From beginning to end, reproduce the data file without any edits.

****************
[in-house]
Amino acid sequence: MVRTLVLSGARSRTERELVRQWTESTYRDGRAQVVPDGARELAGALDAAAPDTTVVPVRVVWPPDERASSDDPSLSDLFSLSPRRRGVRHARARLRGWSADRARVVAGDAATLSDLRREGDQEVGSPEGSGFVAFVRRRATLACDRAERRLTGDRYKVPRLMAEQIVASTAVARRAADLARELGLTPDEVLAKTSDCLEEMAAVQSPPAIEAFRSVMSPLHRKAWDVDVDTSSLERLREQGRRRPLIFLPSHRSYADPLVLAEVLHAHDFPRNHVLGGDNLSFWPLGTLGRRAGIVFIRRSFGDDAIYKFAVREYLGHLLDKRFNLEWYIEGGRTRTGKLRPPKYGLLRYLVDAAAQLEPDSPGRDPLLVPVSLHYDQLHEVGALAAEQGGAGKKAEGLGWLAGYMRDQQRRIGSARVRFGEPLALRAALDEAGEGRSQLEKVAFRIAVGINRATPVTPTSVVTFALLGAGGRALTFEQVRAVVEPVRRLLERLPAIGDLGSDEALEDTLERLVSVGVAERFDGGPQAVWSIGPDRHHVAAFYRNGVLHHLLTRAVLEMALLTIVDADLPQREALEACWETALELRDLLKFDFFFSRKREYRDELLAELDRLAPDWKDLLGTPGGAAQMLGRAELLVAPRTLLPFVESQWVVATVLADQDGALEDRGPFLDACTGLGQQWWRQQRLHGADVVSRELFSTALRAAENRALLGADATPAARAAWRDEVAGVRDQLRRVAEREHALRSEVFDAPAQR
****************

[in-house]
Amino acid sequence: MVRTLVLSGARSRTERELVRQWTESTYRDGRAQVVPDGARELAGALDAAAPDTTVVPVRVVWPPDERASSDDPSLSDLFSLSPRRRGVRHARARLRGWSADRARVVAGDAATLSDLRREGDQEVGSPEGSGFVAFVRRRATLACDRAERRLTGDRYKVPRLMAEQIVASTAVARRAADLARELGLTPDEVLAKTSDCLEEMAAVQSPPAIEAFRSVMSPLHRKAWDVDVDTSSLERLREQGRRRPLIFLPSHRSYADPLVLAEVLHAHDFPRNHVLGGDNLSFWPLGTLGRRAGIVFIRRSFGDDAIYKFAVREYLGHLLDKRFNLEWYIEGGRTRTGKLRPPKYGLLRYLVDAAAQLEPDSPGRDPLLVPVSLHYDQLHEVGALAAEQGGAGKKAEGLGWLAGYMRDQQRRIGSARVRFGEPLALRAALDEAGEGRSQLEKVAFRIAVGINRATPVTPTSVVTFALLGAGGRALTFEQVRAVVEPVRRLLERLPAIGDLGSDEALEDTLERLVSVGVAERFDGGPQAVWSIGPDRHHVAAFYRNGVLHHLLTRAVLEMALLTIVDADLPQREALEACWETALELRDLLKFDFFFSRKREYRDELLAELDRLAPDWKDLLGTPGGAAQMLGRAELLVAPRTLLPFVESQWVVATVLADQDGALEDRGPFLDACTGLGQQWWRQQRLHGADVVSRELFSTALRAAENRALLGADATPAARAAWRDEVAGVRDQLRRVAEREHALRSEVFDAPAQR